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Smart Home Is Growing, But What Makes it Smart?

By virtually any projection you choose, the smart home market is growing. Of that, there is no doubt.

From Fortune Business Insights, “The global smart home market is expected to grow from $99.89 billion in 2021 to $380.52 billion in 2028 at a CAGR (compound annual growth rate) of 21.1% during the 2021-2028 period.”

From Markets and Markets, “[The] Smart home market is projected to grow from $84.5 billion in 2021 to $138.9 billion by 2026; it is expected to grow at a CAGR of 10.4% from 2021-2026.”

From Grand View Research, The global smart home market size was valued at $62.69 billion in 2021 and is expected to expand at a CAGR of 27% from 2022 to 2030. 

Of course, you will likely notice that the numbers differ from one another—in some cases to a significant degree. The fact is, different analyst firms, think tanks, and media outlets make different projections based on their methodology, their data sources, the time periods of their projections, when the projections are made (things can change pretty quickly in this business), and myriad other factors.

Still, there is almost universal agreement the smart home market has an extremely bright future (illuminated by smart lighting, no doubt). The growth in terms of total market size and CAGR, despite the differing statistics, all point in the same direction: up.

Despite this positive outlook, one interesting thing stands out. It never occurred to me before as I studied these numbers, yet it is so basic, it’s hard to believe I had never thought of it before.

What exactly makes a smart home…a smart home?

Don’t get me wrong. Like any other manufacturer of smart, connected devices that can stand alone or be an integral part of an entire smart home ecosystem, Kwikset is fully invested in the smart-home market. And it creates products that can make the smart home more functional, more convenient—and more smart (okay, smarter).

But the question remains: what is a smart home? We’ve got all of these reports, projections, articles, and whitepapers declaring the smart-home market is growing at a steady clip, yet not one—at least that I can find—defines exactly what a smart home is.

The word “exactly” is the key word in that sentence. Definitions of the smart home abound on the internet. TechTarget says, “A smart home is a residence that uses internet-connected devices to enable the remote monitoring and management of appliances and systems, such as lighting and heating.” Family Handyman opines that a widely used definition of smart home is “a house where multiple devices automate tasks you would normally do yourself, such as arming the security system.”

The description from Android Authority gets very close to the heart of the issue that has been plaguing me, “For some people, turning a house into a smart home may mean as little as buying a smart speaker. For others it can involve linking many product categories, including cameras, computers, locks, TVs, security systems, and more.”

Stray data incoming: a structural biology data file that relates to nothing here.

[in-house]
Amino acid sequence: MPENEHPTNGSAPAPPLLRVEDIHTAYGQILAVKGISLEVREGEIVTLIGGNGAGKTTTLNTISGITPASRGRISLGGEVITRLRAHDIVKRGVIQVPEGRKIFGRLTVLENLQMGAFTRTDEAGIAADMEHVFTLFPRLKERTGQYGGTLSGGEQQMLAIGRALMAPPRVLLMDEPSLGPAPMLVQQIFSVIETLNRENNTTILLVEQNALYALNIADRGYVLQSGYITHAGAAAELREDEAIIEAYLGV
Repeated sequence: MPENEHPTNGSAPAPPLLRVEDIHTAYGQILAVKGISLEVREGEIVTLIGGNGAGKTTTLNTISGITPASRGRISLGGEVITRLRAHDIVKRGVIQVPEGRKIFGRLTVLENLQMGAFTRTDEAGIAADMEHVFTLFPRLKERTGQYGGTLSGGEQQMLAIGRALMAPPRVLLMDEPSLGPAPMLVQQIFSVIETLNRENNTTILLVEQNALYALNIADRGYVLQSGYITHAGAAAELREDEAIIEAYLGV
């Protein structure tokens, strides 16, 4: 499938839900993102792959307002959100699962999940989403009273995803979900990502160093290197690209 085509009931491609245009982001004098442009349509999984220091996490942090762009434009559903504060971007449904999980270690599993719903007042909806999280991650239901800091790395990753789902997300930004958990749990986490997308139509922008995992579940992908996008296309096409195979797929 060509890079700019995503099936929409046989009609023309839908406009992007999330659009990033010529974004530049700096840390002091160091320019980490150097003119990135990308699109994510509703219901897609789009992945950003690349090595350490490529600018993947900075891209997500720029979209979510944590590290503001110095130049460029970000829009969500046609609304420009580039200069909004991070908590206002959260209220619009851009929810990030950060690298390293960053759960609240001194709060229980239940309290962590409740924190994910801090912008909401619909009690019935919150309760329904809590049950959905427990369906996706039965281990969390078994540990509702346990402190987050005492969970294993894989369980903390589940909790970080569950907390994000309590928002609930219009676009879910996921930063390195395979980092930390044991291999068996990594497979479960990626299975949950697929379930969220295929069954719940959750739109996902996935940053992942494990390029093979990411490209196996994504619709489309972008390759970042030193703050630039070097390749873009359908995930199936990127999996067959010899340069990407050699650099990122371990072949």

The bottomline? We have all these projections about the smart-home market—all of them unwaveringly positive—yet we have no single definition of what a smart home is. Thus, when a projection is made about the growth of the smart-home market, what exactly is it that’s growing? Is it homes that have at least one smart device, as Android Authority hinted at? Is it homes with three or more devices? Is it homes where all of the main systems—lighting, security, shades, entertainment, heating/cooling—are interconnected? Or can it be just some of them?

And what about homes that contain some of the more unusual smart devices: smart toilets, smart saltshakers, and smart toothbrushes? If a homeowner has all of these esoteric items, but not smart lighting, does their home qualify for a smart-home designation?

With a hard and fast definition of a smart home, we might be able to get a better sense of the true market size using reports about the growth of the connected device market. For example, if a smart home is a home that has at least one connected device, then the smart home market is positively vibrant. According to Earthweb, half of all U.S. households have at least one smart home device. And if we defined it as having at least three devices, a full 23% of broadband households in the U.S. have three or more smart house devices in the U.S.

What’s more, a report from research firm Statista states, “the number of IoT (Internet of Things) [connected] devices worldwide is forecast to almost triple from 9.7 billion in 2020 to more than 29 billion IoT devices in 2030.” So, from the perspective of total number of connected devices, the smart-home industry outlook is rosy.  

Look, there’s no doubt that the smart home market is growing. All projections, reports, and expert analysis unequivocally tell us so. Now, if only they could tell us exactly what makes a smart home a smart home, the numbers would make even more sense. It would give us a much better perspective on the growth of the market and help guide manufacturers of smart devices in terms of our overall strategic direction, both in terms of product introductions and the demographics showing the greatest promise of future growth.

In other words, it would be…smart.

Erik Glassen


Erik Glassen is the senior brand manager for Kwikset and Baldwin. He can be reached at

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